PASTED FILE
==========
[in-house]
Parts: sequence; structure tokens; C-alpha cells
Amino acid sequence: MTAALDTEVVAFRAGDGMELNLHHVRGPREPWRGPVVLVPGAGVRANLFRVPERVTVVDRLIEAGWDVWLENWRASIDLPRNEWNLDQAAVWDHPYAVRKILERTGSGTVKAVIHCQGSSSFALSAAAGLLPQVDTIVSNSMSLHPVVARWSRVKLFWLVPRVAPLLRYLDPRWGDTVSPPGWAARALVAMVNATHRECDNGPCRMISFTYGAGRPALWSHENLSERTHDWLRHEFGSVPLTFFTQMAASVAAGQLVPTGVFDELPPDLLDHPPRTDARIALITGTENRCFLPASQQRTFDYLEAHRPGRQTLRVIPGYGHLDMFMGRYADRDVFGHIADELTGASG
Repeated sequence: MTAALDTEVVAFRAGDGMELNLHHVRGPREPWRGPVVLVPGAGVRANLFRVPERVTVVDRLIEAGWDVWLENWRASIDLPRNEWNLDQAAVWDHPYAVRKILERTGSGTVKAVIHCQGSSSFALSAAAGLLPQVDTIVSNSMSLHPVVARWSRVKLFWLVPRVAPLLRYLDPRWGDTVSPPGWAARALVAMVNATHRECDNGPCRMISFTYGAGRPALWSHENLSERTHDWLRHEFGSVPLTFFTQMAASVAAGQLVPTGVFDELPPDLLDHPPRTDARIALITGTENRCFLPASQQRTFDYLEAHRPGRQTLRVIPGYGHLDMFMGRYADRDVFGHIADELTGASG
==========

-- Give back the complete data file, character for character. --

[in-house]
Parts: sequence; structure tokens; C-alpha cells
Amino acid sequence: MTAALDTEVVAFRAGDGMELNLHHVRGPREPWRGPVVLVPGAGVRANLFRVPERVTVVDRLIEAGWDVWLENWRASIDLPRNEWNLDQAAVWDHPYAVRKILERTGSGTVKAVIHCQGSSSFALSAAAGLLPQVDTIVSNSMSLHPVVARWSRVKLFWLVPRVAPLLRYLDPRWGDTVSPPGWAARALVAMVNATHRECDNGPCRMISFTYGAGRPALWSHENLSERTHDWLRHEFGSVPLTFFTQMAASVAAGQLVPTGVFDELPPDLLDHPPRTDARIALITGTENRCFLPASQQRTFDYLEAHRPGRQTLRVIPGYGHLDMFMGRYADRDVFGHIADELTGASG
Repeated sequence: MTAALDTEVVAFRAGDGMELNLHHVRGPREPWRGPVVLVPGAGVRANLFRVPERVTVVDRLIEAGWDVWLENWRASIDLPRNEWNLDQAAVWDHPYAVRKILERTGSGTVKAVIHCQGSSSFALSAAAGLLPQVDTIVSNSMSLHPVVARWSRVKLFWLVPRVAPLLRYLDPRWGDTVSPPGWAARALVAMVNATHRECDNGPCRMISFTYGAGRPALWSHENLSERTHDWLRHEFGSVPLTFFTQMAASVAAGQLVPTGVFDELPPDLLDHPPRTDARIALITGTENRCFLPASQQRTFDYLEAHRPGRQTLRVIPGYGHLDMFMGRYADRDVFGHIADELTGASG